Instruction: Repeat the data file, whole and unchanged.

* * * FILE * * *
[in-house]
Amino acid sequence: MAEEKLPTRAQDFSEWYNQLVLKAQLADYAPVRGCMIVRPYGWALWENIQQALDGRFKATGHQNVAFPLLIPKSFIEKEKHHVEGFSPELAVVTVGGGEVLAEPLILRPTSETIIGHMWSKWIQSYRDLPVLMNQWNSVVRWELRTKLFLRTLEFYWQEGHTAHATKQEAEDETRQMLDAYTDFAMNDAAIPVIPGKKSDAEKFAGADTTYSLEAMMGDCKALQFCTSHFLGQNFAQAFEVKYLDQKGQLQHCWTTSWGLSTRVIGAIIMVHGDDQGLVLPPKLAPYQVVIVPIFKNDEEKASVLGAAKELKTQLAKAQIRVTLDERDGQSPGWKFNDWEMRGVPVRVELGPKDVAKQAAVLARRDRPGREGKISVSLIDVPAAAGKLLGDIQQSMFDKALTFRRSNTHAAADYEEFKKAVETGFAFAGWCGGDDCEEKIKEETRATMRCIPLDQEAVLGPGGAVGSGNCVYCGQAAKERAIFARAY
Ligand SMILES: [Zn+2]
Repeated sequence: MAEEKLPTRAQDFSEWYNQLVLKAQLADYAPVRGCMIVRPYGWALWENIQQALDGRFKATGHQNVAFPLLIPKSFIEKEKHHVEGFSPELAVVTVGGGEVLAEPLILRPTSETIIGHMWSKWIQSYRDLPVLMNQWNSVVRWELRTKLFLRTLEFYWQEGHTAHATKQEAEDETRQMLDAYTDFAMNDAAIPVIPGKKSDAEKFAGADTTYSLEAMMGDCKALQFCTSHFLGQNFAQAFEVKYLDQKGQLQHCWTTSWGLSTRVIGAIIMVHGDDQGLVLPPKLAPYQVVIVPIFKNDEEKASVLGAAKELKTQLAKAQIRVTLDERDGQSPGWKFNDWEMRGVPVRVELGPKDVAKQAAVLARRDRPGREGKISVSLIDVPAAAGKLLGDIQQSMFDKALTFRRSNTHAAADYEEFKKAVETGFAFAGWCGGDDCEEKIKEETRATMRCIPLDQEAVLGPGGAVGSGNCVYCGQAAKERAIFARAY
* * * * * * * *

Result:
[in-house]
Amino acid sequence: MAEEKLPTRAQDFSEWYNQLVLKAQLADYAPVRGCMIVRPYGWALWENIQQALDGRFKATGHQNVAFPLLIPKSFIEKEKHHVEGFSPELAVVTVGGGEVLAEPLILRPTSETIIGHMWSKWIQSYRDLPVLMNQWNSVVRWELRTKLFLRTLEFYWQEGHTAHATKQEAEDETRQMLDAYTDFAMNDAAIPVIPGKKSDAEKFAGADTTYSLEAMMGDCKALQFCTSHFLGQNFAQAFEVKYLDQKGQLQHCWTTSWGLSTRVIGAIIMVHGDDQGLVLPPKLAPYQVVIVPIFKNDEEKASVLGAAKELKTQLAKAQIRVTLDERDGQSPGWKFNDWEMRGVPVRVELGPKDVAKQAAVLARRDRPGREGKISVSLIDVPAAAGKLLGDIQQSMFDKALTFRRSNTHAAADYEEFKKAVETGFAFAGWCGGDDCEEKIKEETRATMRCIPLDQEAVLGPGGAVGSGNCVYCGQAAKERAIFARAY
Ligand SMILES: [Zn+2]
Repeated sequence: MAEEKLPTRAQDFSEWYNQLVLKAQLADYAPVRGCMIVRPYGWALWENIQQALDGRFKATGHQNVAFPLLIPKSFIEKEKHHVEGFSPELAVVTVGGGEVLAEPLILRPTSETIIGHMWSKWIQSYRDLPVLMNQWNSVVRWELRTKLFLRTLEFYWQEGHTAHATKQEAEDETRQMLDAYTDFAMNDAAIPVIPGKKSDAEKFAGADTTYSLEAMMGDCKALQFCTSHFLGQNFAQAFEVKYLDQKGQLQHCWTTSWGLSTRVIGAIIMVHGDDQGLVLPPKLAPYQVVIVPIFKNDEEKASVLGAAKELKTQLAKAQIRVTLDERDGQSPGWKFNDWEMRGVPVRVELGPKDVAKQAAVLARRDRPGREGKISVSLIDVPAAAGKLLGDIQQSMFDKALTFRRSNTHAAADYEEFKKAVETGFAFAGWCGGDDCEEKIKEETRATMRCIPLDQEAVLGPGGAVGSGNCVYCGQAAKERAIFARAY